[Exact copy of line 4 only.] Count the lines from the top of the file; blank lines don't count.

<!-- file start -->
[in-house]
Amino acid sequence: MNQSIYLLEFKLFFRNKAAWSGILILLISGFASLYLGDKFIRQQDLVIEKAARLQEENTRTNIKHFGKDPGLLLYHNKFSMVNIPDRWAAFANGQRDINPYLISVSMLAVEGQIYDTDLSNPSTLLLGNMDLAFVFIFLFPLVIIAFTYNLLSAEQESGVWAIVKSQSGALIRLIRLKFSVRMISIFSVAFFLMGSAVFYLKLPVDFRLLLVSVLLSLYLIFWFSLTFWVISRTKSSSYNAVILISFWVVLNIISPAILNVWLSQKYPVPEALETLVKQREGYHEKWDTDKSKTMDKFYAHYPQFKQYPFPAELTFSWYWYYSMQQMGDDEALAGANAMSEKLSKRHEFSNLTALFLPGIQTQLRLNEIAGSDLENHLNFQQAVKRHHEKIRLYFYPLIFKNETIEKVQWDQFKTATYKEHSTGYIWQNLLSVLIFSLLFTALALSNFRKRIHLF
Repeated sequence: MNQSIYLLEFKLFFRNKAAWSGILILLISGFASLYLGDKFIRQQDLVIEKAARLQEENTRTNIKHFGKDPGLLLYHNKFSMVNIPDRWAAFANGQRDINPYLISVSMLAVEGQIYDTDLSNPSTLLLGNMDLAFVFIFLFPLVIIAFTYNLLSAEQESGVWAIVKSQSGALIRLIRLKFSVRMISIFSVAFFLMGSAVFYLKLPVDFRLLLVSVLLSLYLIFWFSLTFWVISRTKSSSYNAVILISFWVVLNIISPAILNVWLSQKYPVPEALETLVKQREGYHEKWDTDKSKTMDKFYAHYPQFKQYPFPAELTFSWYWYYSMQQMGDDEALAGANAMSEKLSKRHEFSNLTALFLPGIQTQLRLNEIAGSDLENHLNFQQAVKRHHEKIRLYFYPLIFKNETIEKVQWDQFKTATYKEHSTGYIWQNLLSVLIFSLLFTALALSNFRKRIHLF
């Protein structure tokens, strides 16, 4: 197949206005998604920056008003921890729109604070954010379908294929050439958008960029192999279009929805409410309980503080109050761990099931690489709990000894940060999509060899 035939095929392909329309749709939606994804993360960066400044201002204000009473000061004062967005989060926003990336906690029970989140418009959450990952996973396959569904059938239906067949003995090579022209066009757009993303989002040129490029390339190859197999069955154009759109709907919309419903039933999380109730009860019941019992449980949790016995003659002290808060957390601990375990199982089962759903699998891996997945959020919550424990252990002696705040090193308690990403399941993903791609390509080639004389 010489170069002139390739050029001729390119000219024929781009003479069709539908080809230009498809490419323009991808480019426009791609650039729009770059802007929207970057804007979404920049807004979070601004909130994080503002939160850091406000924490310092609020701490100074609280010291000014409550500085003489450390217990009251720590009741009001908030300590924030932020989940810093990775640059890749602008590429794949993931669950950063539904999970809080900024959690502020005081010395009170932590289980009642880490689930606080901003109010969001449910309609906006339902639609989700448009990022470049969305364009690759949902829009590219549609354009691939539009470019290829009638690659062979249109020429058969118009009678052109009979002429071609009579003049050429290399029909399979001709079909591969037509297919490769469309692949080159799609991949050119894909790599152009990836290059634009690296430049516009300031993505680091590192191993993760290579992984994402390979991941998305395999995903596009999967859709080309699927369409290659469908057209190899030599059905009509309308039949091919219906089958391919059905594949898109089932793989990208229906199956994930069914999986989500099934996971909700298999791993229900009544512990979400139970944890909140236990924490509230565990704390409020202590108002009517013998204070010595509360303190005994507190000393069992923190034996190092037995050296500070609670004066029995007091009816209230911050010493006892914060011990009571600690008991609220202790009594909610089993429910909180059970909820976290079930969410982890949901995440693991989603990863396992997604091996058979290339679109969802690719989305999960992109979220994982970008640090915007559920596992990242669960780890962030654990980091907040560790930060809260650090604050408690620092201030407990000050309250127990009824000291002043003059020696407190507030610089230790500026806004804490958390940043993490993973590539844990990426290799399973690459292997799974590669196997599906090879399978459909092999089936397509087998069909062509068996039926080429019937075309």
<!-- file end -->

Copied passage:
């Protein structure tokens, strides 16, 4: 197949206005998604920056008003921890729109604070954010379908294929050439958008960029192999279009929805409410309980503080109050761990099931690489709990000894940060999509060899 035939095929392909329309749709939606994804993360960066400044201002204000009473000061004062967005989060926003990336906690029970989140418009959450990952996973396959569904059938239906067949003995090579022209066009757009993303989002040129490029390339190859197999069955154009759109709907919309419903039933999380109730009860019941019992449980949790016995003659002290808060957390601990375990199982089962759903699998891996997945959020919550424990252990002696705040090193308690990403399941993903791609390509080639004389 010489170069002139390739050029001729390119000219024929781009003479069709539908080809230009498809490419323009991808480019426009791609650039729009770059802007929207970057804007979404920049807004979070601004909130994080503002939160850091406000924490310092609020701490100074609280010291000014409550500085003489450390217990009251720590009741009001908030300590924030932020989940810093990775640059890749602008590429794949993931669950950063539904999970809080900024959690502020005081010395009170932590289980009642880490689930606080901003109010969001449910309609906006339902639609989700448009990022470049969305364009690759949902829009590219549609354009691939539009470019290829009638690659062979249109020429058969118009009678052109009979002429071609009579003049050429290399029909399979001709079909591969037509297919490769469309692949080159799609991949050119894909790599152009990836290059634009690296430049516009300031993505680091590192191993993760290579992984994402390979991941998305395999995903596009999967859709080309699927369409290659469908057209190899030599059905009509309308039949091919219906089958391919059905594949898109089932793989990208229906199956994930069914999986989500099934996971909700298999791993229900009544512990979400139970944890909140236990924490509230565990704390409020202590108002009517013998204070010595509360303190005994507190000393069992923190034996190092037995050296500070609670004066029995007091009816209230911050010493006892914060011990009571600690008991609220202790009594909610089993429910909180059970909820976290079930969410982890949901995440693991989603990863396992997604091996058979290339679109969802690719989305999960992109979220994982970008640090915007559920596992990242669960780890962030654990980091907040560790930060809260650090604050408690620092201030407990000050309250127990009824000291002043003059020696407190507030610089230790500026806004804490958390940043993490993973590539844990990426290799399973690459292997799974590669196997599906090879399978459909092999089936397509087998069909062509068996039926080429019937075309």